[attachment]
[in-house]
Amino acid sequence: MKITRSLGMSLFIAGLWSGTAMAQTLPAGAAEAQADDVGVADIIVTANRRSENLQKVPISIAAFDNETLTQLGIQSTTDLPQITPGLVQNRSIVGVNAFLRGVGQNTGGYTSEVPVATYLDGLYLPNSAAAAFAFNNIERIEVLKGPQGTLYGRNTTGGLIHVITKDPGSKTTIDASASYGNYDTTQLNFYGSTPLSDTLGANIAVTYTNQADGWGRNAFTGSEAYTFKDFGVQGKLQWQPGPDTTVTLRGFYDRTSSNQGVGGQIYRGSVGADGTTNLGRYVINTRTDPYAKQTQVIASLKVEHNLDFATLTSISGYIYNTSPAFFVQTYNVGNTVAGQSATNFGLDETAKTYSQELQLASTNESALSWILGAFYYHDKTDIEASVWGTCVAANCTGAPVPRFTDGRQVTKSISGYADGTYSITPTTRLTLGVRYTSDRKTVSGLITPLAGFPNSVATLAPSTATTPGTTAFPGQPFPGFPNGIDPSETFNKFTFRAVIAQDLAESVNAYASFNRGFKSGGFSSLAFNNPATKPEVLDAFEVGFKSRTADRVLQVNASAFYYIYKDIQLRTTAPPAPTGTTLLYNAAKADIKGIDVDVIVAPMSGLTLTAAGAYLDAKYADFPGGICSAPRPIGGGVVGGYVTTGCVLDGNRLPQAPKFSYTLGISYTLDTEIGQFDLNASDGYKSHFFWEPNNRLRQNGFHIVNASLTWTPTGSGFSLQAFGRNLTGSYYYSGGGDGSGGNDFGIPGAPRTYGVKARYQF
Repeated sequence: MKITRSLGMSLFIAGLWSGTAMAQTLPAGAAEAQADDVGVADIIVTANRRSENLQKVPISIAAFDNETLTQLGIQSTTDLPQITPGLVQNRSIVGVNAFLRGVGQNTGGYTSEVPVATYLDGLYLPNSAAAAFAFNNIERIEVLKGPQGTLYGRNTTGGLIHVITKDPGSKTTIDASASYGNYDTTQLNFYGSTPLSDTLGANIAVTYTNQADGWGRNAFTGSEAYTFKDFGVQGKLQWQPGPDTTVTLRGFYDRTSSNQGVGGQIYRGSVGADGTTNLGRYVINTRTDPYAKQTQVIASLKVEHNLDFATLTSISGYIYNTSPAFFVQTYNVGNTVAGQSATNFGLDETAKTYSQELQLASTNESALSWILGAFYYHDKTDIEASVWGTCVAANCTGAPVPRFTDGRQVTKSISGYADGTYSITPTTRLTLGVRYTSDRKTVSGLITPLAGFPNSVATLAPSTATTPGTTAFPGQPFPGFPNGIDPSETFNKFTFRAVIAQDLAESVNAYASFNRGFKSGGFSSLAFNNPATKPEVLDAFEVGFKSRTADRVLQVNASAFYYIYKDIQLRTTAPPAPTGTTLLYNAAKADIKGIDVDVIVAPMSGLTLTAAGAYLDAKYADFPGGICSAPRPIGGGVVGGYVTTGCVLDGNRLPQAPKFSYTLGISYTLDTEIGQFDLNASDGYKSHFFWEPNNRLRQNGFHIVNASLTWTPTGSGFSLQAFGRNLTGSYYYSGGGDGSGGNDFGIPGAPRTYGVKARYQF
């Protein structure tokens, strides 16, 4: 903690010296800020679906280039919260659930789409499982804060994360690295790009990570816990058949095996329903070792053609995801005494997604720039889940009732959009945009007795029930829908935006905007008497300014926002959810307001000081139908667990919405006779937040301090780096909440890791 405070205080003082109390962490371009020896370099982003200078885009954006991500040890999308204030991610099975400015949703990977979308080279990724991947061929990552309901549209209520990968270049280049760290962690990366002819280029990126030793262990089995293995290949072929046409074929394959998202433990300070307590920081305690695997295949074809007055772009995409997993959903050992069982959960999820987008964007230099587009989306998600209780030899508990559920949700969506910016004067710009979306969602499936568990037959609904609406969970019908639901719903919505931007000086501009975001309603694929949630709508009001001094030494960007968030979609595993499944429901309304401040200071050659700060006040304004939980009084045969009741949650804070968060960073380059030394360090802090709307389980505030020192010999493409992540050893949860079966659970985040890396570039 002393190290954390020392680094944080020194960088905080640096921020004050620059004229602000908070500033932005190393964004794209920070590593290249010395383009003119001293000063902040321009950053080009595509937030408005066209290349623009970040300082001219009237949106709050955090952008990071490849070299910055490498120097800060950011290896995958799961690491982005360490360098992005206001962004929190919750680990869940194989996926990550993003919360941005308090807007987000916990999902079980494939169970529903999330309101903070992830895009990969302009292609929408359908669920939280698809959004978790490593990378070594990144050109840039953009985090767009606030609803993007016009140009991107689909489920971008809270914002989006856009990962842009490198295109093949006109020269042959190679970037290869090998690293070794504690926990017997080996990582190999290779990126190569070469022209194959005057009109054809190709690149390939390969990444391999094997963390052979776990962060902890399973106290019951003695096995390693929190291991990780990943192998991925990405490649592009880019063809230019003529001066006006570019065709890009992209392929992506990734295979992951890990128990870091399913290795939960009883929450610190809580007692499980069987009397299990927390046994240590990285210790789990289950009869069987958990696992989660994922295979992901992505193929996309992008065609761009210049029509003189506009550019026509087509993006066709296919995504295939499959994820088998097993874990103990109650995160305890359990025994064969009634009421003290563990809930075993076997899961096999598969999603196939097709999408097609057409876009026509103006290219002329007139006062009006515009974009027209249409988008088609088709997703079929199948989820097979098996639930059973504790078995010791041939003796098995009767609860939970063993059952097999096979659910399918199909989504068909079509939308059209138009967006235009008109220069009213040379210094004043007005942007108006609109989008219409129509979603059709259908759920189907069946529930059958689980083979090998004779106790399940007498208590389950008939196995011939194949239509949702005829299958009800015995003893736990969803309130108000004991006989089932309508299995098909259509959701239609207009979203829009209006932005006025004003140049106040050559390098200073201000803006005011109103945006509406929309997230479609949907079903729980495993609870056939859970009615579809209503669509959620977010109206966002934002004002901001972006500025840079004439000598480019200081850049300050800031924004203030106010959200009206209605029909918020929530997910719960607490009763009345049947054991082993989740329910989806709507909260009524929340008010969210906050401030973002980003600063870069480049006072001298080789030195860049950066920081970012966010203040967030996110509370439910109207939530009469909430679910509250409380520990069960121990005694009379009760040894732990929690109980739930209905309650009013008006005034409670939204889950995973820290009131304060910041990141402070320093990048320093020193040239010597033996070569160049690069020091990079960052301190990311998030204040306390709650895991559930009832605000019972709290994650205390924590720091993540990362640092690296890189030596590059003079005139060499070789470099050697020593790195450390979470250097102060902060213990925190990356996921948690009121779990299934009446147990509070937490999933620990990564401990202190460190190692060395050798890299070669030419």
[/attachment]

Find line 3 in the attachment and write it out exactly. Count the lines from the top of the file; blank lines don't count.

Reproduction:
Repeated sequence: MKITRSLGMSLFIAGLWSGTAMAQTLPAGAAEAQADDVGVADIIVTANRRSENLQKVPISIAAFDNETLTQLGIQSTTDLPQITPGLVQNRSIVGVNAFLRGVGQNTGGYTSEVPVATYLDGLYLPNSAAAAFAFNNIERIEVLKGPQGTLYGRNTTGGLIHVITKDPGSKTTIDASASYGNYDTTQLNFYGSTPLSDTLGANIAVTYTNQADGWGRNAFTGSEAYTFKDFGVQGKLQWQPGPDTTVTLRGFYDRTSSNQGVGGQIYRGSVGADGTTNLGRYVINTRTDPYAKQTQVIASLKVEHNLDFATLTSISGYIYNTSPAFFVQTYNVGNTVAGQSATNFGLDETAKTYSQELQLASTNESALSWILGAFYYHDKTDIEASVWGTCVAANCTGAPVPRFTDGRQVTKSISGYADGTYSITPTTRLTLGVRYTSDRKTVSGLITPLAGFPNSVATLAPSTATTPGTTAFPGQPFPGFPNGIDPSETFNKFTFRAVIAQDLAESVNAYASFNRGFKSGGFSSLAFNNPATKPEVLDAFEVGFKSRTADRVLQVNASAFYYIYKDIQLRTTAPPAPTGTTLLYNAAKADIKGIDVDVIVAPMSGLTLTAAGAYLDAKYADFPGGICSAPRPIGGGVVGGYVTTGCVLDGNRLPQAPKFSYTLGISYTLDTEIGQFDLNASDGYKSHFFWEPNNRLRQNGFHIVNASLTWTPTGSGFSLQAFGRNLTGSYYYSGGGDGSGGNDFGIPGAPRTYGVKARYQF